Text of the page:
Communion by Mary Anne Mohanraj

Posted by Nicky Drayden on Oct 11, 2014 in Reviews |

Clarkesworld
http://clarkesworldmagazine.com/mohanraj_06_14/
Author Website: www.mamohanraj.com

 

Chaurin has left the tunnel-cities of his homeworld to find the remains of his brother, killed at a gaudy human city on the planet Kriti. He doesn’t understand what drove his brother to want to live among the humans, so light and slight, and easy to dispose of.  While he is not here to exact his revenge, the thought does cross his mind. He’s more nervous about the state of his brother’s body, six months after his death. Chaurin has gotten here as fast as he could manage, but is devastated when he is presented with the remains in a small box:

Chaurin reached out a hand, and then pulled it back. He’d thought he was prepared, but the shock of seeing the box made his mouth go dry, so that he had to swallow before he could speak. “Is this all there is? Was he . . . cremated?” The word was unfamiliar in Chaurin’s mouth, but he had learned it, just in case. He hadn’t known what he would find on arrival, so had studied human death customs on the long journeys between Jump points. He hadn’t been able to afford a luxury cruise; the clan had barely scraped together enough to buy him passage on a freighter. They had been afraid to wait longer than they had to, afraid of what would happen to Gaurav’s remains.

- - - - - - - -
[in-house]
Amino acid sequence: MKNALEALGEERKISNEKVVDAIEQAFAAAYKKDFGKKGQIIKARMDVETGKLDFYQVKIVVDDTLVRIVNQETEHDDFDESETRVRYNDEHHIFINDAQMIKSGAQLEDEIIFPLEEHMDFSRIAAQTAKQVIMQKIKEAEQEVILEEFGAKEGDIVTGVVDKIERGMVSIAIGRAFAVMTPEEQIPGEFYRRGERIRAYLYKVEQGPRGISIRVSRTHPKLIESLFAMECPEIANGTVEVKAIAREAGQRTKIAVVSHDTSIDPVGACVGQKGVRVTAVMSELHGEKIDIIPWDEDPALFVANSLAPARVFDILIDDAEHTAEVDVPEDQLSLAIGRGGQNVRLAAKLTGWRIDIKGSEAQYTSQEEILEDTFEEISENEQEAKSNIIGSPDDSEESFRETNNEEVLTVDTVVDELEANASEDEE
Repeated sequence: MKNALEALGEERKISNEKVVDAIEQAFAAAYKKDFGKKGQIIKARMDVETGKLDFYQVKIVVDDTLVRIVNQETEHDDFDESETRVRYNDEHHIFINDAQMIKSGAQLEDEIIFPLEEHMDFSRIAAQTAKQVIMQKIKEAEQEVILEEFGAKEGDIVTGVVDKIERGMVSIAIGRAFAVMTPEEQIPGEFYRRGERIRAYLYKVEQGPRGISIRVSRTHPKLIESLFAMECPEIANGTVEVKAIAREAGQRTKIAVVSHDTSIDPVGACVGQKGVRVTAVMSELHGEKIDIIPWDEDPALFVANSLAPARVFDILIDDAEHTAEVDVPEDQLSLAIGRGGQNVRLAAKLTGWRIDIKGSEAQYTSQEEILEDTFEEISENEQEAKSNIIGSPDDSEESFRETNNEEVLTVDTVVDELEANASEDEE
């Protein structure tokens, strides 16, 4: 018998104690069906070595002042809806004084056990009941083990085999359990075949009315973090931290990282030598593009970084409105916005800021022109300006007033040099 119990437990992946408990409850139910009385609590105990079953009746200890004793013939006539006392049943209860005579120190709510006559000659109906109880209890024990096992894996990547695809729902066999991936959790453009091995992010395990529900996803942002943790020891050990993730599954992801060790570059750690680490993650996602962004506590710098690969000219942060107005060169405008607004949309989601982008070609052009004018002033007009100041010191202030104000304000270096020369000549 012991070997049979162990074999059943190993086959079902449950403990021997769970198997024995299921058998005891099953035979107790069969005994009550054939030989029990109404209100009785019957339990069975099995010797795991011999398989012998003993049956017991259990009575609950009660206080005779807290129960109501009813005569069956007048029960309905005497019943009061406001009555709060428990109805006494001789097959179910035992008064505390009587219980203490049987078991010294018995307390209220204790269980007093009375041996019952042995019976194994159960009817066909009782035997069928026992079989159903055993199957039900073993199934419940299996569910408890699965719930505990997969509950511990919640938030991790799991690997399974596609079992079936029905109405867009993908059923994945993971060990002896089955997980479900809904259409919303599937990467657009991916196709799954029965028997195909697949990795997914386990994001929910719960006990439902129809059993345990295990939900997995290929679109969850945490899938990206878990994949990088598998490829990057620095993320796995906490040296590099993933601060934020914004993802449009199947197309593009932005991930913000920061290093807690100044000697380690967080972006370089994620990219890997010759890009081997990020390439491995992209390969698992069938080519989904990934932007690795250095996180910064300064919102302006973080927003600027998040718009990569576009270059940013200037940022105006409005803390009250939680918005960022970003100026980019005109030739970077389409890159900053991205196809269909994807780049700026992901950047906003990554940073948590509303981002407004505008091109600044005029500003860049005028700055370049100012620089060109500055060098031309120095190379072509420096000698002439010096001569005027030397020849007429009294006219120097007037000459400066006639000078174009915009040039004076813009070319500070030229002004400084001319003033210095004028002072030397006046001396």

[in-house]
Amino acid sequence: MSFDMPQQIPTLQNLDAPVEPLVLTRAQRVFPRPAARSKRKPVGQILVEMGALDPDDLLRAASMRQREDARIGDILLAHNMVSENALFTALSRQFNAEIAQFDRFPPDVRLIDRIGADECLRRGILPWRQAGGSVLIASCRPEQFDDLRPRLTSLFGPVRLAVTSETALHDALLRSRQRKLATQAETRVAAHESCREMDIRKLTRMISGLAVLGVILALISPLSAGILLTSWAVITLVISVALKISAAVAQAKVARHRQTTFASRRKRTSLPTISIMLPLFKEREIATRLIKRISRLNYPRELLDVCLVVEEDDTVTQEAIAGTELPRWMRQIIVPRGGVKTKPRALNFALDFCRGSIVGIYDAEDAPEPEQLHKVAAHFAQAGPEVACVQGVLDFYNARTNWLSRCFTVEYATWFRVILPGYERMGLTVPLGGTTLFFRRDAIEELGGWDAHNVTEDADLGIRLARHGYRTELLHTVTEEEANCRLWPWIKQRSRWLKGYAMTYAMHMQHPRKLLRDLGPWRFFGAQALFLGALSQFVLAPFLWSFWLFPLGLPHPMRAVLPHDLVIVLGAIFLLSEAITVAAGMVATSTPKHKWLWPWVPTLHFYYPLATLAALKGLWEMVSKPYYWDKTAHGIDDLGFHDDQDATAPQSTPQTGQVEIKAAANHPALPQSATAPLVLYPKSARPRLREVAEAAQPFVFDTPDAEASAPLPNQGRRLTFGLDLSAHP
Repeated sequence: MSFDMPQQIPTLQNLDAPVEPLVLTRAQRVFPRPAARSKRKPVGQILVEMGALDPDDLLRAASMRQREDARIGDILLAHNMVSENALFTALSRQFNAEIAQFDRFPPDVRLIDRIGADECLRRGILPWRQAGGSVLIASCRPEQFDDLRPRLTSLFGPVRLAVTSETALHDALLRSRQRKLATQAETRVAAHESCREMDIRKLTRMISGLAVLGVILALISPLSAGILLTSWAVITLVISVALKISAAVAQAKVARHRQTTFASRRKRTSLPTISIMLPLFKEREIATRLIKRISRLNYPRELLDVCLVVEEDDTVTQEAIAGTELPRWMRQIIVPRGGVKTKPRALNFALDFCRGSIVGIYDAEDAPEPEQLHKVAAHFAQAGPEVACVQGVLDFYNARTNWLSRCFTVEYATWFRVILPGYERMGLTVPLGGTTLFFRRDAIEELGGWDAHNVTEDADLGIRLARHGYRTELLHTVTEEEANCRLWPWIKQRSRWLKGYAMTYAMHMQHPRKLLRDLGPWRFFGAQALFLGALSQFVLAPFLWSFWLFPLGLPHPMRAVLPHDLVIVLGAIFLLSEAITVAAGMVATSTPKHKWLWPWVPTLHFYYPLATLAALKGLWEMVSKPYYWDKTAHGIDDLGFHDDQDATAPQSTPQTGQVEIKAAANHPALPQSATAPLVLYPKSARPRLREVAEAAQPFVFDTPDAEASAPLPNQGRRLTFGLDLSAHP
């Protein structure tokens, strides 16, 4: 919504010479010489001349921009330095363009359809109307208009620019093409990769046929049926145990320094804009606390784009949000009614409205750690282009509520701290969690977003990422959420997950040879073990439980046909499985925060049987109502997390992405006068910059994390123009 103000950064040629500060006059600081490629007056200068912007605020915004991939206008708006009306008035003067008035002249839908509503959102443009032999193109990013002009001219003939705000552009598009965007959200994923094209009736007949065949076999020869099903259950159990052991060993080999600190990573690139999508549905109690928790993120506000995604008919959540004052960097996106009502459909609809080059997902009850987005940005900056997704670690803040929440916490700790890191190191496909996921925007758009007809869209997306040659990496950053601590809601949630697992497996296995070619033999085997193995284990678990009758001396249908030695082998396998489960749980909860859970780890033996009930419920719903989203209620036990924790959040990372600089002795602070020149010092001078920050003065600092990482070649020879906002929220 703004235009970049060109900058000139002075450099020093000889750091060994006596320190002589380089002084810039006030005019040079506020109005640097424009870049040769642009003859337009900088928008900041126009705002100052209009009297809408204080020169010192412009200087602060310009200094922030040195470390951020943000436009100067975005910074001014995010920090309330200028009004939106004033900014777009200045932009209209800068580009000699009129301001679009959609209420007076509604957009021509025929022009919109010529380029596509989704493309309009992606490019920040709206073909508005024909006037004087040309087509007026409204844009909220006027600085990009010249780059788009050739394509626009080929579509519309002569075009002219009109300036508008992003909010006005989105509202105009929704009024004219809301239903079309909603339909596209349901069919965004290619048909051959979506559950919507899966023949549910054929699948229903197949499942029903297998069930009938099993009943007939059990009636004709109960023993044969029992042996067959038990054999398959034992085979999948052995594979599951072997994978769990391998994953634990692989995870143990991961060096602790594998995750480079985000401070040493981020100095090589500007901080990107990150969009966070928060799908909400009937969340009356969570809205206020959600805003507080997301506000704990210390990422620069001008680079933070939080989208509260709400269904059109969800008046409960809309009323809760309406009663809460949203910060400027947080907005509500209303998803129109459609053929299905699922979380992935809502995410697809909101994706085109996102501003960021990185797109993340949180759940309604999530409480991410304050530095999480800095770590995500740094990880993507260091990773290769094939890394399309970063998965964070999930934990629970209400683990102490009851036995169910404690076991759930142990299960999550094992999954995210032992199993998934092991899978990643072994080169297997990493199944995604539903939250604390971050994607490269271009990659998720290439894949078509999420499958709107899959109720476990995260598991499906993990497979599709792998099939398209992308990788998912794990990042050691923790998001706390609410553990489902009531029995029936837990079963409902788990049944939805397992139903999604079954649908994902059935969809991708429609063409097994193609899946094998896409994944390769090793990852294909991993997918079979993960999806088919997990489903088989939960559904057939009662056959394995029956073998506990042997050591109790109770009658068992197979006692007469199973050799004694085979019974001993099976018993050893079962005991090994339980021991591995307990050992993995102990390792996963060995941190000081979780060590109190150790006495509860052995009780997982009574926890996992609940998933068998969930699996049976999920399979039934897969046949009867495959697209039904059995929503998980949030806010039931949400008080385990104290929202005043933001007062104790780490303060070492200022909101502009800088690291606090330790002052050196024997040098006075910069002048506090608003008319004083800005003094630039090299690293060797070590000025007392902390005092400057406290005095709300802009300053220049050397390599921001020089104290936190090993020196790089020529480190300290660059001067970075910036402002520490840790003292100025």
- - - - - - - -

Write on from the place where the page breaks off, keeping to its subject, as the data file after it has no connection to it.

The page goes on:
Amara is one of the humans that had been spared from death due to Gaurav’s bravery. She’s still trying to process the senseless violence and loss of life, and has stepped away from her career in law enforcement to tend to a garden at the memorial site, using her hands to make things grow in Kriti’s stingy soil. When a broad and terse saurian suddenly stands before her, she thinks she’s seeing Gaurav again…no not him, but strikingly similar, and his imposing look suggests he means business.

Mary Anne does an exquisite job weaving together the narratives of these two characters. Each offers a glimpse of the other and the world surrounding them as filtered through their views with all the glory of their cultural baggage. Even more impressive are the turns this story takes. Just when you think you know where it’s going–bam! Didn’t see that coming. The writing is seamless, allowing me to immerse myself in the world, right up until the sad moment I noticed my browser’s scroll bar coming to the end of the page. This is a story of how death and destruction can tie strangers together, even if they’re species from different sides of the cosmos. Some things truly are universal–from the act of bringing life into this world, to the act of commemorating a life extinguished. The customs may be vastly differ on the outside, and they may even seem barbaric filtered through one’s own cultural lenses, but the emotions that rim the heart do no waver. I think it is important to be often reminded that the way one sees things is not the right way, but only a way, so give it a read, or even a re-read. This is one you don’t want to miss.

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2 Comments

ConFigures
Nov 13, 2014 at 5:37 am

I really liked her novel, *The Stars Change*, and this story was a good epilogue, continuing and expanding on the original in just a few lines.


 
Nicky Drayden
Nov 16, 2014 at 1:50 pm

Wow, thanks for the recommendation. I’ll definitely have to check that out!


 

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